The first new person in five days has been infected with Middle East Respiratory Syndrome (MERS) in South Korea, bringing the current infected total in the Asian country to 183, the South Korean news agency Yonhap News reported Thursday morning. The newest patient was a nurse at the Samsung Medical Center in Seoul, where 88 percent of the infections are said to have originated.
There have also been at least 32 deaths since the outbreak was first discovered in South Korea on May 20. The virus is not native to the country and was reportedly carried in by a 68-year-old man after he visited the Middle East.
The rapidly spreading virus has resulted in some strict measures to combat the spread of MERS, which normally does not quickly spread. Officials have announced that fines and imprisonment may await infected people who fail to take the necessary, and required, sanitation measures while they're sick.
Two treatment options have been in development that researchers consider to be promising for the long run. These developing solutions comprise antibody-based medicines that could prevent or treat the disease, though successful trials have been conducted only on mice so far.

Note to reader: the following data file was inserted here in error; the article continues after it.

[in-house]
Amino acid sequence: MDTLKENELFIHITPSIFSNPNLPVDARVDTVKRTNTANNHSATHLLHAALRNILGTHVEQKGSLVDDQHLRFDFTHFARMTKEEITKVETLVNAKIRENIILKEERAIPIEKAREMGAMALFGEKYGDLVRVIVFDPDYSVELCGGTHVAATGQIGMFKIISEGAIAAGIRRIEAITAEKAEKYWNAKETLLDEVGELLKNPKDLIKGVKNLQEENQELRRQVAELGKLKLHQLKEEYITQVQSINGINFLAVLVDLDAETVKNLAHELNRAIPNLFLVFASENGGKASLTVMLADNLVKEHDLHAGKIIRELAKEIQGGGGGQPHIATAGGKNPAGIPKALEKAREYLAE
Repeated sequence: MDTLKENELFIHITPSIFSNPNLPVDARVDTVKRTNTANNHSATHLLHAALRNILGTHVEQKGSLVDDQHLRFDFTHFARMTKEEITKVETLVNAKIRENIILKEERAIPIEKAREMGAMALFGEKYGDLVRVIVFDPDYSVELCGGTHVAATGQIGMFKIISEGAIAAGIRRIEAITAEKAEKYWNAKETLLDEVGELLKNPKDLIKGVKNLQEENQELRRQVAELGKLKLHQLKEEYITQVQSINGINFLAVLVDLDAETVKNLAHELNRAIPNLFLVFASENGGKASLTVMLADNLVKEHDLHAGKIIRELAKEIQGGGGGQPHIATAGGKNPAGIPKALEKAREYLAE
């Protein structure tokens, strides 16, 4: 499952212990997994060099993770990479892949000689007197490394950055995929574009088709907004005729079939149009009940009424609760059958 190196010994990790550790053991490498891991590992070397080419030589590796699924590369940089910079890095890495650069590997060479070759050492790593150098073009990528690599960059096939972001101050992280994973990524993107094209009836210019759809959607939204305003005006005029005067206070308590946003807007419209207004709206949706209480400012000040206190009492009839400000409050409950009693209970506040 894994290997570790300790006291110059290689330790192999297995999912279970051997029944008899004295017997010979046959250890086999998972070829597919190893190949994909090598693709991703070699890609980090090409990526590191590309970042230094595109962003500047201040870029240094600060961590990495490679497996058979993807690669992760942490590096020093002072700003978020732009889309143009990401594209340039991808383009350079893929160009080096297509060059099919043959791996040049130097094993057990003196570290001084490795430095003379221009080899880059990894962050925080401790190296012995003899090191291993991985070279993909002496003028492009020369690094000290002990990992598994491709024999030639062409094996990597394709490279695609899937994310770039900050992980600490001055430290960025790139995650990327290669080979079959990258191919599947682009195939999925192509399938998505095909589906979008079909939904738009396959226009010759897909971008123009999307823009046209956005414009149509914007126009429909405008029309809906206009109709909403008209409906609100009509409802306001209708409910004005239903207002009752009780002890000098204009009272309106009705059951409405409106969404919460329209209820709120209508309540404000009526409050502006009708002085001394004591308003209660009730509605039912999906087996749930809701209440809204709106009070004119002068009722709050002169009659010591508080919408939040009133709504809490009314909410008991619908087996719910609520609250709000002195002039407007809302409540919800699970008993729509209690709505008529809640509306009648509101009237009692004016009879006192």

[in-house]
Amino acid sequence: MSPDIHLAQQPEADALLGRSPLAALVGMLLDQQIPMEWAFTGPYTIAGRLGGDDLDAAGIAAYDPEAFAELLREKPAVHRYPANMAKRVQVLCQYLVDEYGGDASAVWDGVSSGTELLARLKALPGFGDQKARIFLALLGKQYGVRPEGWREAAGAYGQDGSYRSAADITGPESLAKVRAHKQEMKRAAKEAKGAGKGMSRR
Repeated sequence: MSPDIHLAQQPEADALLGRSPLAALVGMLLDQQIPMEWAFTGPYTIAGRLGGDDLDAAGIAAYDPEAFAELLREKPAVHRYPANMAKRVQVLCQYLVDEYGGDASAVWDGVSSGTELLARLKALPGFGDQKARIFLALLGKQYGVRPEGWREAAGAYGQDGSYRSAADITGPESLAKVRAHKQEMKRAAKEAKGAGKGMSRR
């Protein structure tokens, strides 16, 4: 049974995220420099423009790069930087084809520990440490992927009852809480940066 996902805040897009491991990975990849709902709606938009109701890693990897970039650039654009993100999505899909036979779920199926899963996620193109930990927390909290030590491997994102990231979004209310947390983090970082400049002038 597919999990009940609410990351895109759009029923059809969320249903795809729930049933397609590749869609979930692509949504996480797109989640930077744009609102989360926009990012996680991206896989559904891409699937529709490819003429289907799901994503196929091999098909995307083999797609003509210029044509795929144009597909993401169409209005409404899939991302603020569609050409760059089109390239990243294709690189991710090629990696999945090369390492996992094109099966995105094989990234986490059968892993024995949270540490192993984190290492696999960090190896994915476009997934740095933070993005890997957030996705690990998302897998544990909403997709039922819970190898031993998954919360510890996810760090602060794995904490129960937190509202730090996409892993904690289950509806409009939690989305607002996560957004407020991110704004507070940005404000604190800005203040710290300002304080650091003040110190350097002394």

The impact of the outbreak has been significant in the country for more than just health. In addition to the rising number of deaths and infections, the people of South Korea have been panicked, and the country is spending a lot of money to try and fix the problem.
The fear has manifested in closed schools and people avoiding contact with one another. While going to the store or work, people have taken to wearing protective masks.
South Korea is also planning a $13.5 billion stimulus package to counter the economic impacts of the disease outbreak.
While it is generally thought that the disease is spread through respiratory channels, the U.S. Centers for Disease Control and Prevention says that the method of infection is not well understood. MERS symptoms include fever, coughing and shortness of breath. Three to four people of every 10 infected with the disease die.
The disease has reportedly also spread to Thailand.